According to the World Health Organization (WHO), 80% of the world's population uses medicinal plants in the treatment of diseases and, in African countries, this rate is much higher. In recent years, however, medicinal plants have represented a primary health source for the pharmaceutical industry. No less than 400 compounds derived from plants are currently used in the preparation of drugs, such as vincristine and vinblastine used in the treatment of cancer. Nigerians still depend largely on crude herbal remedies or traditional medicine. They also use wild plants for cosmetics and perfumery. Some of these herbal remedies have been observed to be effective in certain skin diseases.
The data were obtained from history questionnaires completed by patients at the Dermatology Clinic, Lagos State University Teaching Hospital (LASUTH), Ikeja, Lagos, Nigeria, and from oral interviews with vendors and prescribers of herbal preparations at major markets at Lagos and Ijebu-Ode in south-west Nigeria, between July 2004 and July 2006. Photographs of plants were taken at private residences at Lagos, Ibadan, and Ijebu-Ode in south-west Nigeria. A literature search was conducted on 38 of the plants. The data are presented in tabular form.
Sixty-five per cent of patients had applied some form of herbal remedy before attending our clinic. The reasons for consultation included relapses, unsustained relief, incomplete resolution, and post inflammatory hyperpigmentation. Lesions for which herbs were successfully applied included infantile eczema and seborrhoiec dermatitis, atopic eczema, impetigo, impetiginized eczema, tinea capitis, scabies, erythema multiforme, leg ulcers, localized vitiligo, and sexually transmitted diseases. Partial relief was achieved in dermatophytoses, ichthyosis, leprosy, and systemic lupus erythematosus (SLE). Some forms of alopecia, onychomycosis, and vitiligo, as well as allergic dermatoses, were not improved by herbal medicines. The preparation of the remedies was mostly by heating and boiling, infusion, and maceration. In most cases, mixtures of plants or other substances were used. The preparations were applied as poultices, ointments, baths, soaks and soaps, and oral fluids. The plants used included Adansonia digitata, Aframomum melegueta, Aloe species, Azadirachta indica, Cassia alata, Alstonia boonei, Ficus asperifolia, Cocos nucifera, Jatropha gossypyfolia, Ocimum gratissimum, Ricinus communis. A literature search on 38 of the plants used by herbal prescribers revealed the presence of established antimicrobial agents, immune modulating agents, antioxidants, other vitamins and minerals, volatile oils and emollients, and anti-inflammatory agents. Some of the plants may be contaminated by mycotoxins because of poor storage.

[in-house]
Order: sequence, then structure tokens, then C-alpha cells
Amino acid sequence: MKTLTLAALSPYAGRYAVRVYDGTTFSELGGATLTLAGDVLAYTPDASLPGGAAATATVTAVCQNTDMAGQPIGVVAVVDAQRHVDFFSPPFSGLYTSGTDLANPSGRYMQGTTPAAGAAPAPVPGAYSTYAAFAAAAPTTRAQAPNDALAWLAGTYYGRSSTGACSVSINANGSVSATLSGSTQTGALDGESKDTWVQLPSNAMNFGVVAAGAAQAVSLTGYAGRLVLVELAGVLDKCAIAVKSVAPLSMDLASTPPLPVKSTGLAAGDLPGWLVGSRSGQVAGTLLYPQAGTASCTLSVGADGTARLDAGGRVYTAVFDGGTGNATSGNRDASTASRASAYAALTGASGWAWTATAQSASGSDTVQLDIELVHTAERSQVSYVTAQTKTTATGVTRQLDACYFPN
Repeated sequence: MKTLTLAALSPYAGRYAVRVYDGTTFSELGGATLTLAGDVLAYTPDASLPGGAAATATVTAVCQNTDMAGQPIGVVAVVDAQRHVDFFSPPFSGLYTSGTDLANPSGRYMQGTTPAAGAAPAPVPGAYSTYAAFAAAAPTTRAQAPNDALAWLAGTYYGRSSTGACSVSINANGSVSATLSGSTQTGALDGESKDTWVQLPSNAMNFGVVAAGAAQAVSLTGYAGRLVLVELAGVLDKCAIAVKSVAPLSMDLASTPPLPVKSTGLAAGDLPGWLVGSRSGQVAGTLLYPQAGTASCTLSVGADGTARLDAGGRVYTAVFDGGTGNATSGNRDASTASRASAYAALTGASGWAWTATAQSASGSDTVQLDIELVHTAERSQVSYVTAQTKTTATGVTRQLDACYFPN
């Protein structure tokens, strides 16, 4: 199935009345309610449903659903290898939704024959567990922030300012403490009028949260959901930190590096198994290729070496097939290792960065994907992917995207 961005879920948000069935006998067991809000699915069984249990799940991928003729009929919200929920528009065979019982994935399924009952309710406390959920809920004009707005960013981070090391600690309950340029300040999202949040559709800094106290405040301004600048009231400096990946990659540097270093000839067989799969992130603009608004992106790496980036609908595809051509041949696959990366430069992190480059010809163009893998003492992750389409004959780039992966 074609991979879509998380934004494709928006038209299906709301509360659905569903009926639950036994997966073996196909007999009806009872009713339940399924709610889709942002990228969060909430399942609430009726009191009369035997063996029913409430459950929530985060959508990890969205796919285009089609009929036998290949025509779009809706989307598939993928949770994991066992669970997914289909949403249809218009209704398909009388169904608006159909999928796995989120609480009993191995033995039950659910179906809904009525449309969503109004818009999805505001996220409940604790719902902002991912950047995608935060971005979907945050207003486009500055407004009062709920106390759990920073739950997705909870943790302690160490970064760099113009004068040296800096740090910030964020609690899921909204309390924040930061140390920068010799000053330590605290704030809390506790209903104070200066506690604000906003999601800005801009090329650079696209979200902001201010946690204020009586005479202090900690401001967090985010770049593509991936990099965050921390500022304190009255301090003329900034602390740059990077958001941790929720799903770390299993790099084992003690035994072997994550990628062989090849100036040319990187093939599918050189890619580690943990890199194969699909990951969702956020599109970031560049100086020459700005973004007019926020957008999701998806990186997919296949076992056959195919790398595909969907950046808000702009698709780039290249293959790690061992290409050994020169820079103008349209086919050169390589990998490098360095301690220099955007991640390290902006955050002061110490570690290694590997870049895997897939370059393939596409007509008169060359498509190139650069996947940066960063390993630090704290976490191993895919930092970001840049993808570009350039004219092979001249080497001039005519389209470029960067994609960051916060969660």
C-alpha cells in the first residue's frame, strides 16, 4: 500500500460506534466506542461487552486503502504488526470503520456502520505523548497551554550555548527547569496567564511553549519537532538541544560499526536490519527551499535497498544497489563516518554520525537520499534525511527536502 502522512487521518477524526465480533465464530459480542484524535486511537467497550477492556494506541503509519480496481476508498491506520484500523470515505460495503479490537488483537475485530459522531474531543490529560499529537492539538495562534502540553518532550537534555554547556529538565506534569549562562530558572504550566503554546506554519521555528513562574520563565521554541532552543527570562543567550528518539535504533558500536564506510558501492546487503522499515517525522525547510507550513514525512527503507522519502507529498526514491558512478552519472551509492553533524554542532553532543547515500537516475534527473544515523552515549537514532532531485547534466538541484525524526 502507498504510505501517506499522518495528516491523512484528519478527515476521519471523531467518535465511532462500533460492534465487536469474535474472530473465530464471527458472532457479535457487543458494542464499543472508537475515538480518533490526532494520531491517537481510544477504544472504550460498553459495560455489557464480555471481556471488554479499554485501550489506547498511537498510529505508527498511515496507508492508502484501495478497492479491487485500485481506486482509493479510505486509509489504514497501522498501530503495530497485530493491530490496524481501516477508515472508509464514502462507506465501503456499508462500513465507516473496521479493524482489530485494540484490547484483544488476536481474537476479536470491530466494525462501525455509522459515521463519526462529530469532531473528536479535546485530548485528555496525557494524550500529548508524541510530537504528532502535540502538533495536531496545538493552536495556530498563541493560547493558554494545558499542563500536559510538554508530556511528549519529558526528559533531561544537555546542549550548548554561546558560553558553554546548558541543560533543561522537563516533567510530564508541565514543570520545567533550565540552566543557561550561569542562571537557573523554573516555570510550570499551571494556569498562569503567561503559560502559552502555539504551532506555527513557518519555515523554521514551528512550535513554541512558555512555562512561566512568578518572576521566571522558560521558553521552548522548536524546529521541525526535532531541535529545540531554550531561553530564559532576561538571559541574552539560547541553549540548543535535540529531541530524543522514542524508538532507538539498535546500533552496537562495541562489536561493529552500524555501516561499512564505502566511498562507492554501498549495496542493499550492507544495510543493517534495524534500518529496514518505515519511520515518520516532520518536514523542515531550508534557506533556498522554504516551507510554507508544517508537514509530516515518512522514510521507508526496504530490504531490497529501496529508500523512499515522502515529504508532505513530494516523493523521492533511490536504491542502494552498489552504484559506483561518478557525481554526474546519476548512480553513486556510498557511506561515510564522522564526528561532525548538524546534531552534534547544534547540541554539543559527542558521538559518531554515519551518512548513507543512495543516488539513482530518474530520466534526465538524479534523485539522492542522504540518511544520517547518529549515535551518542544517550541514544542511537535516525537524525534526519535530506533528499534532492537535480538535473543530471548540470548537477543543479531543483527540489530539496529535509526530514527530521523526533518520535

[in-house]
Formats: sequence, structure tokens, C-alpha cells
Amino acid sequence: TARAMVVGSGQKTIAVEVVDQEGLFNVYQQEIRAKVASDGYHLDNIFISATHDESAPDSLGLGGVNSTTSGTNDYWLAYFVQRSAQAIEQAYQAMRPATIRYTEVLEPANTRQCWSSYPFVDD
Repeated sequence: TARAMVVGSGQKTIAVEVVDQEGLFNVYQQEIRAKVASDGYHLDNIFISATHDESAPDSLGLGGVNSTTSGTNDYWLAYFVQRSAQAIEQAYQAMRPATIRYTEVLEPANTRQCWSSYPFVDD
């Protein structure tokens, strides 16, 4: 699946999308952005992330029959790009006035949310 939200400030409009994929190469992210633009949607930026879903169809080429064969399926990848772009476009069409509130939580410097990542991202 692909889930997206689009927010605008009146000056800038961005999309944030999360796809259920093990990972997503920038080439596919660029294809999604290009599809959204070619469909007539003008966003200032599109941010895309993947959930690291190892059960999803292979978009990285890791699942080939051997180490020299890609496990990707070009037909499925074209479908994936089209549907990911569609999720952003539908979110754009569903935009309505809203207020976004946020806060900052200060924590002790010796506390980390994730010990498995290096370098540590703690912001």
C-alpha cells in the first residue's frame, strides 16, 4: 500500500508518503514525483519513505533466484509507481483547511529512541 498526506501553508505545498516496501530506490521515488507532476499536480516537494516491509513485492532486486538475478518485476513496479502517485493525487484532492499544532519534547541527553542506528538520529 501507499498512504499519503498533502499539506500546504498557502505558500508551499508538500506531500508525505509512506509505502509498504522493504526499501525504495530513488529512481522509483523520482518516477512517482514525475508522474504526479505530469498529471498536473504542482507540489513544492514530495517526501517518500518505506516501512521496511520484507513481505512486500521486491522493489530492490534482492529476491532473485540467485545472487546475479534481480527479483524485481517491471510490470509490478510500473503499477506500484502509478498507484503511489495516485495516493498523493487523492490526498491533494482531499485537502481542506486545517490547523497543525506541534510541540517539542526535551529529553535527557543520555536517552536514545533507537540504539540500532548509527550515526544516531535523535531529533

There appears to be clinical, scientific, and pharmacologic basis for the use of herbal preparations. Nigeria needs to provide effective coordination of the practice of herbal medicine to ensure safety, standardization, and preservation of the flora.